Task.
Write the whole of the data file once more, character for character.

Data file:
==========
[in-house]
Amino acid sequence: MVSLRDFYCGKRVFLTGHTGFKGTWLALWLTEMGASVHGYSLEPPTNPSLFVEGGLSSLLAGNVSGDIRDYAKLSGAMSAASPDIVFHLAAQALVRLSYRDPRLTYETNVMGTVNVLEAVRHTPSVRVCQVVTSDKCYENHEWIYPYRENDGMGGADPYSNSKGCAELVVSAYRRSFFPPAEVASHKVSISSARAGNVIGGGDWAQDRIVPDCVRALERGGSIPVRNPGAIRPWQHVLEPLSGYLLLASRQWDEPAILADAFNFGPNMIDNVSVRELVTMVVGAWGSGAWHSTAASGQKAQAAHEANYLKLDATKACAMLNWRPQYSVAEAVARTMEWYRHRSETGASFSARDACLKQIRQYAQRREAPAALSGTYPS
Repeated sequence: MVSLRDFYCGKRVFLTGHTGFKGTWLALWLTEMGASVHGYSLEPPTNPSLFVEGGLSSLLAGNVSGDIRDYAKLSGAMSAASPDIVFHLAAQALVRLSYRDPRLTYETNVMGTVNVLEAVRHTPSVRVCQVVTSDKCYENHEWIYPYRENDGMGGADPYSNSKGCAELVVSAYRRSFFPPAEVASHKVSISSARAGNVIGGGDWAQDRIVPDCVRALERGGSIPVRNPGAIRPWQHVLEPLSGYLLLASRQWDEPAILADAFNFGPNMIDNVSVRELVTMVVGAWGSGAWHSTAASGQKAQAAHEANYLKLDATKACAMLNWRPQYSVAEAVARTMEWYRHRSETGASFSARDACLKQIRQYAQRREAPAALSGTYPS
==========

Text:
[in-house]
Amino acid sequence: MVSLRDFYCGKRVFLTGHTGFKGTWLALWLTEMGASVHGYSLEPPTNPSLFVEGGLSSLLAGNVSGDIRDYAKLSGAMSAASPDIVFHLAAQALVRLSYRDPRLTYETNVMGTVNVLEAVRHTPSVRVCQVVTSDKCYENHEWIYPYRENDGMGGADPYSNSKGCAELVVSAYRRSFFPPAEVASHKVSISSARAGNVIGGGDWAQDRIVPDCVRALERGGSIPVRNPGAIRPWQHVLEPLSGYLLLASRQWDEPAILADAFNFGPNMIDNVSVRELVTMVVGAWGSGAWHSTAASGQKAQAAHEANYLKLDATKACAMLNWRPQYSVAEAVARTMEWYRHRSETGASFSARDACLKQIRQYAQRREAPAALSGTYPS
Repeated sequence: MVSLRDFYCGKRVFLTGHTGFKGTWLALWLTEMGASVHGYSLEPPTNPSLFVEGGLSSLLAGNVSGDIRDYAKLSGAMSAASPDIVFHLAAQALVRLSYRDPRLTYETNVMGTVNVLEAVRHTPSVRVCQVVTSDKCYENHEWIYPYRENDGMGGADPYSNSKGCAELVVSAYRRSFFPPAEVASHKVSISSARAGNVIGGGDWAQDRIVPDCVRALERGGSIPVRNPGAIRPWQHVLEPLSGYLLLASRQWDEPAILADAFNFGPNMIDNVSVRELVTMVVGAWGSGAWHSTAASGQKAQAAHEANYLKLDATKACAMLNWRPQYSVAEAVARTMEWYRHRSETGASFSARDACLKQIRQYAQRREAPAALSGTYPS